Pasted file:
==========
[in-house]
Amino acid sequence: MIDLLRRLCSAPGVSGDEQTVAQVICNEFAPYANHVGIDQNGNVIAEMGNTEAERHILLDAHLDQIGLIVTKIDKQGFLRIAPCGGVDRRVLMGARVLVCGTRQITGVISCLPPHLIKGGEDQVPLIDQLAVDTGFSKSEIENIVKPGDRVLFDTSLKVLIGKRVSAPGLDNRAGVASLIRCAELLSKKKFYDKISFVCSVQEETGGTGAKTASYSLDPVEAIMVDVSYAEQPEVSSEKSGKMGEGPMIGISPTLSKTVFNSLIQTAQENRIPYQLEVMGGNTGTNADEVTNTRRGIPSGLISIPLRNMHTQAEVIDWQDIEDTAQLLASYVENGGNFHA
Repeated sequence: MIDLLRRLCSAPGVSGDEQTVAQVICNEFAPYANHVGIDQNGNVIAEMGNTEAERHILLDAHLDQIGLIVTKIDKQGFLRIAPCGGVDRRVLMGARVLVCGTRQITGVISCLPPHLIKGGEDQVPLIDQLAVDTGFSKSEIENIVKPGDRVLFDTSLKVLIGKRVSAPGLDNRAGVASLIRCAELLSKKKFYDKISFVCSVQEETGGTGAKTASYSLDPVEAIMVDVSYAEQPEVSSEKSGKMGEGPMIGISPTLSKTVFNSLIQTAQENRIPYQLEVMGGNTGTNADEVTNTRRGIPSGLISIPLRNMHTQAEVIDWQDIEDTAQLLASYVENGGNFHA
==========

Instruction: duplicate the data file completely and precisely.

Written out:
[in-house]
Amino acid sequence: MIDLLRRLCSAPGVSGDEQTVAQVICNEFAPYANHVGIDQNGNVIAEMGNTEAERHILLDAHLDQIGLIVTKIDKQGFLRIAPCGGVDRRVLMGARVLVCGTRQITGVISCLPPHLIKGGEDQVPLIDQLAVDTGFSKSEIENIVKPGDRVLFDTSLKVLIGKRVSAPGLDNRAGVASLIRCAELLSKKKFYDKISFVCSVQEETGGTGAKTASYSLDPVEAIMVDVSYAEQPEVSSEKSGKMGEGPMIGISPTLSKTVFNSLIQTAQENRIPYQLEVMGGNTGTNADEVTNTRRGIPSGLISIPLRNMHTQAEVIDWQDIEDTAQLLASYVENGGNFHA
Repeated sequence: MIDLLRRLCSAPGVSGDEQTVAQVICNEFAPYANHVGIDQNGNVIAEMGNTEAERHILLDAHLDQIGLIVTKIDKQGFLRIAPCGGVDRRVLMGARVLVCGTRQITGVISCLPPHLIKGGEDQVPLIDQLAVDTGFSKSEIENIVKPGDRVLFDTSLKVLIGKRVSAPGLDNRAGVASLIRCAELLSKKKFYDKISFVCSVQEETGGTGAKTASYSLDPVEAIMVDVSYAEQPEVSSEKSGKMGEGPMIGISPTLSKTVFNSLIQTAQENRIPYQLEVMGGNTGTNADEVTNTRRGIPSGLISIPLRNMHTQAEVIDWQDIEDTAQLLASYVENGGNFHA